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5 thoughts on “CO2 not DNA shapes outcome of Markey/ Kennedy race

  1. Hop Holmberg

    Great column.
    The “too much time in Washington” issue is a bit strange. Years ago, staying in DC on weekends allowed members of Congress to get to know one another and facilitated the legislative process. Our current era of partisan deadlock is, in part, possible because members don’t spend enough time in DC!

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    1. Dem Tip O’Neill and Rep Silvio Conte were close pals, and, I think, played poker together on Friday nights, whatever their political differences. Ted Kennedy and Orrin Hatch were another odd couple.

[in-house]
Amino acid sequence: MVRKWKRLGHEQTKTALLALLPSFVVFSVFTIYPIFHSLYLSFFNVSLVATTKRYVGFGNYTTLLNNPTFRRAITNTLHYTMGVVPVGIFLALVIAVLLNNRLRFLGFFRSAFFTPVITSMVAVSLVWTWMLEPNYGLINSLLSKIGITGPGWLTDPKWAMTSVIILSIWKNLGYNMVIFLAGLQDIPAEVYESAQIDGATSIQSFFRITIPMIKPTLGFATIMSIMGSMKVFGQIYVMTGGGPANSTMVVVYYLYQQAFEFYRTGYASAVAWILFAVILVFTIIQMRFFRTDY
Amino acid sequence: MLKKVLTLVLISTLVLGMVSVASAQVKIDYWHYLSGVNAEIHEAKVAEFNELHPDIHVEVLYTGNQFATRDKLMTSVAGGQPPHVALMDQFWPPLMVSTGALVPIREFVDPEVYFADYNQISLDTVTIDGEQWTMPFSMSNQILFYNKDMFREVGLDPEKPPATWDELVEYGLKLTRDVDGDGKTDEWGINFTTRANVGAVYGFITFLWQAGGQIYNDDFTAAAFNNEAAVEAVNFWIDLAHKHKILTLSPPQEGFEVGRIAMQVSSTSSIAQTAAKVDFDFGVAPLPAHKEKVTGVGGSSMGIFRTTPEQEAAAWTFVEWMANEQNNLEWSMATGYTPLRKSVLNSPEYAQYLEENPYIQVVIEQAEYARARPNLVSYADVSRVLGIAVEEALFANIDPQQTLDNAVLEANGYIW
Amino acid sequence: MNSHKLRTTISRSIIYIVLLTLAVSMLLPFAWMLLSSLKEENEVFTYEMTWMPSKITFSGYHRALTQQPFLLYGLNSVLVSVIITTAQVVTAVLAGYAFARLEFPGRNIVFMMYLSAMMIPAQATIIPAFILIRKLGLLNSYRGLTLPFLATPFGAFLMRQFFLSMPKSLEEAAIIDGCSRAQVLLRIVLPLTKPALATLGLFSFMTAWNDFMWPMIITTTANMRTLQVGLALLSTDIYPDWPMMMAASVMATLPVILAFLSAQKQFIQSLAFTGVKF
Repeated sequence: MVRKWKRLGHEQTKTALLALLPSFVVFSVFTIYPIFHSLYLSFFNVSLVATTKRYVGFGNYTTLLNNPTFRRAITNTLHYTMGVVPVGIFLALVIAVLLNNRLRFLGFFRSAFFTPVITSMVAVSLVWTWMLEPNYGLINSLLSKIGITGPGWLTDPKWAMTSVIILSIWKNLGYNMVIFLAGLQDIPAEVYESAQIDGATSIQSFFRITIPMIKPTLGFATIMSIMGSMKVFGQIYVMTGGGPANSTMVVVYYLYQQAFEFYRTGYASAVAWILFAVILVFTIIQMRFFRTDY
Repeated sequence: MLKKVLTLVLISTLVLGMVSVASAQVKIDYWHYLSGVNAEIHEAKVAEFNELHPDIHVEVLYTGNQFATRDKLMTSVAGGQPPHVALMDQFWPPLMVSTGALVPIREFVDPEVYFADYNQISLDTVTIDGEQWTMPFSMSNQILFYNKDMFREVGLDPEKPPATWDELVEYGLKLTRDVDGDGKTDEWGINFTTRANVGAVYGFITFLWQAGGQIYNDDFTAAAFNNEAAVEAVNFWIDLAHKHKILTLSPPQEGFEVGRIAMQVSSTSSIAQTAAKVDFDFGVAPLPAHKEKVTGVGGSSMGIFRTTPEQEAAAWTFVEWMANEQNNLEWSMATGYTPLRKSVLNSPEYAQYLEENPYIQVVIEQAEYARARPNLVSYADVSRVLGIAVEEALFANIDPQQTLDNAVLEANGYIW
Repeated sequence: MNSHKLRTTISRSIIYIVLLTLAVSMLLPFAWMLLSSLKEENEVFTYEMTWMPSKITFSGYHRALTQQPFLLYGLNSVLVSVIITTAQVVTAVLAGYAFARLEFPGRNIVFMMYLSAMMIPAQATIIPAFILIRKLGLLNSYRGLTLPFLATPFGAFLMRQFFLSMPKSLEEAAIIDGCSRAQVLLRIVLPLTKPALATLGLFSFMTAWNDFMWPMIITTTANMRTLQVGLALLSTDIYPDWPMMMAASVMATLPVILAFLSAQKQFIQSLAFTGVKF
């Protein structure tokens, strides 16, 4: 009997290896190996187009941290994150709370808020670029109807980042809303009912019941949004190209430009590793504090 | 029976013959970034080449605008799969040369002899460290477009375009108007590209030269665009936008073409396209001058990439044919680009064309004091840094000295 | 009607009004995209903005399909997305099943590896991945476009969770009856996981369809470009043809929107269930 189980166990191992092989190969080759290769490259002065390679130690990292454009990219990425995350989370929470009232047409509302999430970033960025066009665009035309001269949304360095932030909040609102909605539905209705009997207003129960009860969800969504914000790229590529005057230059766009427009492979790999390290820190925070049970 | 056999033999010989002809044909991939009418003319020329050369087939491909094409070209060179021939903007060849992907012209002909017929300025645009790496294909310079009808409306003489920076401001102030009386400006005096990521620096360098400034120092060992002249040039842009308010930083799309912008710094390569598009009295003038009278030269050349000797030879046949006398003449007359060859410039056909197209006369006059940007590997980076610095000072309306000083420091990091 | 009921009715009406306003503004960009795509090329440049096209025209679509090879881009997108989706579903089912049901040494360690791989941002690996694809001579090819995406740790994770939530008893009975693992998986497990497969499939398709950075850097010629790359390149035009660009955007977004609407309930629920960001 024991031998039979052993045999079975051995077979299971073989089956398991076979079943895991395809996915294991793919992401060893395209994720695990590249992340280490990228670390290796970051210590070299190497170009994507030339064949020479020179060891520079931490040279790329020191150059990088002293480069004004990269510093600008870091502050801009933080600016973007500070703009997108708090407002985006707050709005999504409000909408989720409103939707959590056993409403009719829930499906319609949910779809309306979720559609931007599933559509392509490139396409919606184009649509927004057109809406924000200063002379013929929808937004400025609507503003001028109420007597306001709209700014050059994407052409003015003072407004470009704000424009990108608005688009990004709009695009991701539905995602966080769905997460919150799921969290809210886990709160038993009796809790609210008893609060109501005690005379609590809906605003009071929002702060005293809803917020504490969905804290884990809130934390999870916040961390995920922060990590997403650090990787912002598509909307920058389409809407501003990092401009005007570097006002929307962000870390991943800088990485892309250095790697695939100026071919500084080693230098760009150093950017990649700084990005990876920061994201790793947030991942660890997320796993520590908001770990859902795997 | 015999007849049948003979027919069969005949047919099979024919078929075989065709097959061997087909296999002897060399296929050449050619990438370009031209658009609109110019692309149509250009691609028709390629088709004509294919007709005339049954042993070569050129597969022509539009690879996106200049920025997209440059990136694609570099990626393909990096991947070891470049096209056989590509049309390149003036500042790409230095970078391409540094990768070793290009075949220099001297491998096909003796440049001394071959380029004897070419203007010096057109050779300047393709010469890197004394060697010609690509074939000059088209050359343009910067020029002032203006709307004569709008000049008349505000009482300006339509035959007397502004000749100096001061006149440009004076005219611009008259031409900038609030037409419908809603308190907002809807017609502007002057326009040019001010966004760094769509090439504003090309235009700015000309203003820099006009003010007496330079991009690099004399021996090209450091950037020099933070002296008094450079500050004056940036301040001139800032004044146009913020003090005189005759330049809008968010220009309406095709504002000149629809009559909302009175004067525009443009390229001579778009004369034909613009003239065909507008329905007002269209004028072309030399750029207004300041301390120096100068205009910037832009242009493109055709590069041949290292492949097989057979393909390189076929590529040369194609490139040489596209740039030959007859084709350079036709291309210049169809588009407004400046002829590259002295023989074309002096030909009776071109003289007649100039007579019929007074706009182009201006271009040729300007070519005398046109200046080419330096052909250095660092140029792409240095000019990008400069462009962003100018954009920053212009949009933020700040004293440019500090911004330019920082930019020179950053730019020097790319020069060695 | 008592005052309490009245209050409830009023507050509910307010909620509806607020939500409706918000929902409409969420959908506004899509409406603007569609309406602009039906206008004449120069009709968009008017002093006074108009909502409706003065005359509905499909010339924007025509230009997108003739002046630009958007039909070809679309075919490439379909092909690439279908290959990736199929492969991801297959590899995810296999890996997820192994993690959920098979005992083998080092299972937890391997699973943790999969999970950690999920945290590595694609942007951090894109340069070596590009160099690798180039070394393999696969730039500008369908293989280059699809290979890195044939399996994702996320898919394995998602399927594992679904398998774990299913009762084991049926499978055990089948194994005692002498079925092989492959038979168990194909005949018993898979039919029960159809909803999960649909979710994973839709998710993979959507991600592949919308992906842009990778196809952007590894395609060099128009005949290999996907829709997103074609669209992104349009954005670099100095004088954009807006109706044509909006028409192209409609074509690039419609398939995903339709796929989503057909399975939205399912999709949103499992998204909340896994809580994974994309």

John McCain and John Kerry.

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  2. Margot Tutun

    Have been away from Massachusetts for a while but will never forget the promise and excitement when Ed Markey ran for Congress from Malden the first time. Joe Kennedy will find a place and will eventually rise in power and leadership but it will be Markey’s role in the Senate that will be compelling to watch and endorse. Echoing the above sentiment about today’s post.

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  3. Wonderful post today. I voted for Markey as did many family members and friends, young and old. I’m hoping that the November election messages focus more on climate change — that seems to getting lost among all the other noise.

    Like